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Americans are often left unaffected by various changes in the rules and policies of travel—but that hasn’t been the case in recent weeks.  Consider the following:

  1. The proposal of the Trump administration to cut the budget of the Department of the Interior by 12% and to cut the budget of the Environmental Protection Agency by 31% has caused consternation among officials of the National Park Service. Both departments supervise and exercise functions of the national parks, and it is now feared that funding for the parks will be reduced by an even greater extent than ever before. In 2016, 330 million people (a huge increase from previousl numbers) visited and used our national parks, stretching their previous inability to handle large numbers, and it is now feared that our parks will deteriorate dramatically, both in accommodations and trails. The public must protest this ongoing destruction of national treasures. We need to increase funding for our national parks, not decrease them.
  2. Promoters of travel to London are beginning to fear that the recent terrorist attack near Parliament Square will cause a drop-off in travel to Britain’s capital. There already is evidence that London tourism has been affected. Though this may open up space for foreign tourists in London’s hotels, the reduction in tourism to that remarkable city is sad and will have an impact on tourism in that city.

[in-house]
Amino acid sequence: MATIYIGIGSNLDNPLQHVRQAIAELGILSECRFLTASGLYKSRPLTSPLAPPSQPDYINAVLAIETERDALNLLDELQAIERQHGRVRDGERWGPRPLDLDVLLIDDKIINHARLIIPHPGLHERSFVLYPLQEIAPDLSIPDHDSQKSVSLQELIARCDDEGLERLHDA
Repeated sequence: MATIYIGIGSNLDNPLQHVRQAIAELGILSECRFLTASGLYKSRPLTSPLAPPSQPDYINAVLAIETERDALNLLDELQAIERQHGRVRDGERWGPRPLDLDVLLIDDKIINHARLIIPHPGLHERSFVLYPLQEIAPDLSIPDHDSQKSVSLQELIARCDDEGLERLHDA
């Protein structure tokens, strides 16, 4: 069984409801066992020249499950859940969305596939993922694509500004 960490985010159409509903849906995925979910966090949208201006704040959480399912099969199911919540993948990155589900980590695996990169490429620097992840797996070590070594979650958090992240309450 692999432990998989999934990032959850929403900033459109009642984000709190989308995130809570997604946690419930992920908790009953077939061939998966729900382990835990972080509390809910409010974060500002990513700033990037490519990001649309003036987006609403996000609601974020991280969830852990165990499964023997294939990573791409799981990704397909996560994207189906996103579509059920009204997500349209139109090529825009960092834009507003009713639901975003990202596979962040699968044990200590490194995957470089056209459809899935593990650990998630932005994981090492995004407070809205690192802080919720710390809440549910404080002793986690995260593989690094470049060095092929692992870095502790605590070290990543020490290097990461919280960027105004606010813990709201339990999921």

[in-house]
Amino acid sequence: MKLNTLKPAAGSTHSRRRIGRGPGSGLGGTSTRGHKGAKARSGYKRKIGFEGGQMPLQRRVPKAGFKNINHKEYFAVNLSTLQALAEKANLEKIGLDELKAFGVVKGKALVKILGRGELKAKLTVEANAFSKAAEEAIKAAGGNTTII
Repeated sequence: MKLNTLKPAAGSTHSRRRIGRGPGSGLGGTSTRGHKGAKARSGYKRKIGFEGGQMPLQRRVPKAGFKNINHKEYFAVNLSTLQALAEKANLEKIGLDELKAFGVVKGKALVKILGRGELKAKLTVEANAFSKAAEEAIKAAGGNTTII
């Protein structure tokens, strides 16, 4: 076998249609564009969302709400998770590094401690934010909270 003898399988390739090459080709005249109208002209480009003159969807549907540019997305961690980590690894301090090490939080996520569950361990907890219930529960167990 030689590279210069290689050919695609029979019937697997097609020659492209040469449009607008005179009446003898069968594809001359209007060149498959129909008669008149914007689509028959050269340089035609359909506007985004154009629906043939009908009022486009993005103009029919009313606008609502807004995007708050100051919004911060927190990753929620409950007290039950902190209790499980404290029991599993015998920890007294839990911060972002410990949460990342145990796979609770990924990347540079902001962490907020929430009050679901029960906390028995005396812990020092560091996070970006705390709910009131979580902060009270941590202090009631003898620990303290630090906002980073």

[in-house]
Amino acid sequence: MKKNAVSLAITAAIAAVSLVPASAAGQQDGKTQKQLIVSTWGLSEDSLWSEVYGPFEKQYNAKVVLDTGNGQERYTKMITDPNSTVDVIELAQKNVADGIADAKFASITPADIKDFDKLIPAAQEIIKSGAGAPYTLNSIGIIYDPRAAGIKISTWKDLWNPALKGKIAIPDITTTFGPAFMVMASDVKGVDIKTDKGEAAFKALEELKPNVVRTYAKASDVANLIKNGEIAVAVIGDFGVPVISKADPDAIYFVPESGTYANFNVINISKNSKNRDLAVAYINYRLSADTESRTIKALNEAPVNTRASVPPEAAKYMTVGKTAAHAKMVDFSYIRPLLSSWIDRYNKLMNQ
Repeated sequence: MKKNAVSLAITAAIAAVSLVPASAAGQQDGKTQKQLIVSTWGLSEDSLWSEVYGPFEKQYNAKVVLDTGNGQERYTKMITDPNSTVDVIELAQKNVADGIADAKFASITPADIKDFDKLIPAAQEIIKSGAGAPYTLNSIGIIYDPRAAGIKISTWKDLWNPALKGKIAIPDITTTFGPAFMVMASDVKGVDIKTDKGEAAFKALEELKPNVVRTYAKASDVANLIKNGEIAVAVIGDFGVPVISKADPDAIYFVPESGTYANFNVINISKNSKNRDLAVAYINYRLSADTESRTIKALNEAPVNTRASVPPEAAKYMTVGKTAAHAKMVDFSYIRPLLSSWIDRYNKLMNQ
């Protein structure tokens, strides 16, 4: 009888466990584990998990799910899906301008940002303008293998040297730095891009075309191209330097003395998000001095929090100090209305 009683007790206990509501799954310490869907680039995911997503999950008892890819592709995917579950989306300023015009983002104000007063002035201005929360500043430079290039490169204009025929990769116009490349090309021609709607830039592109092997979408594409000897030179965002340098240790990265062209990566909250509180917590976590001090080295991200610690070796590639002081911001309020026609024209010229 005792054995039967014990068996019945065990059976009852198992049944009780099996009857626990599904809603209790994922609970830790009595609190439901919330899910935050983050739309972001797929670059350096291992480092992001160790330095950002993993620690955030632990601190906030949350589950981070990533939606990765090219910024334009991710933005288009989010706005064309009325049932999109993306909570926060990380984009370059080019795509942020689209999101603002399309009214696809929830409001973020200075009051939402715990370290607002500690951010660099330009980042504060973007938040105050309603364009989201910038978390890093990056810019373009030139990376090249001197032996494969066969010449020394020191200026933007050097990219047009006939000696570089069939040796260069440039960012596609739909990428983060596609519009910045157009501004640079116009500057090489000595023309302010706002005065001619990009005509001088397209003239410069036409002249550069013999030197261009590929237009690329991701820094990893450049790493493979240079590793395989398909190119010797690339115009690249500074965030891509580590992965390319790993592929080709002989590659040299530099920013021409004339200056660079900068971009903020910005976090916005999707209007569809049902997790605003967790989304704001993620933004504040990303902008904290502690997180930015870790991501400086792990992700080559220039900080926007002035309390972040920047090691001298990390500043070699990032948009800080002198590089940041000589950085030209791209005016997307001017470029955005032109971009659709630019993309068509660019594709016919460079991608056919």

3. The proposed Trump ban against Muslim travelers to the United States has now claimed another victim: foreign students applying for admission to our U.S. universities and colleges. There apparently has been a sharp decline in such applications (resulting from a widespread apprehension overseas that we are hostile to foreign visitors), reducing what had earlier been a foreign student presence of 8% in such schools, accounting for 20% of their income (because foreign students receive few scholarships and pay full tuition). Paradoxically, however, the reduction has made it easier for American students to apply for such openings.
  4. A travel boycott against North Carolina has apparently ended with the state legislature’s decision to end its discriminatory law against use of school bathrooms by transgender students. So effective was this boycott that it is unlikely other states will follow the now-reversed North Carolina policy.
  5. One house of the Florida legislature has caused a similar concern because of its decision to cut the funding for Visit Florida Marketing by 67%. One tourist official after another has pointed out that earlier actions by other legislatures have resulted in a drastic drop in tourism to the states adopting such economies. Apparently, the decision to stop advertising travel to a particular locality ends up causing a great loss in touristic income.
  6. Finally, it has been announced that Generator Hostels has introduced new bars and restaurants at several of its 14 properties in Europe. That means that now, in addition to offering modern rooms with private bathrooms to cost-conscious tourists at far-lower-than-usual costs, Generator has a wider array of food and beverage options for those tourists as well—a fact that many would-be American visitors to Europe might well keep in mind.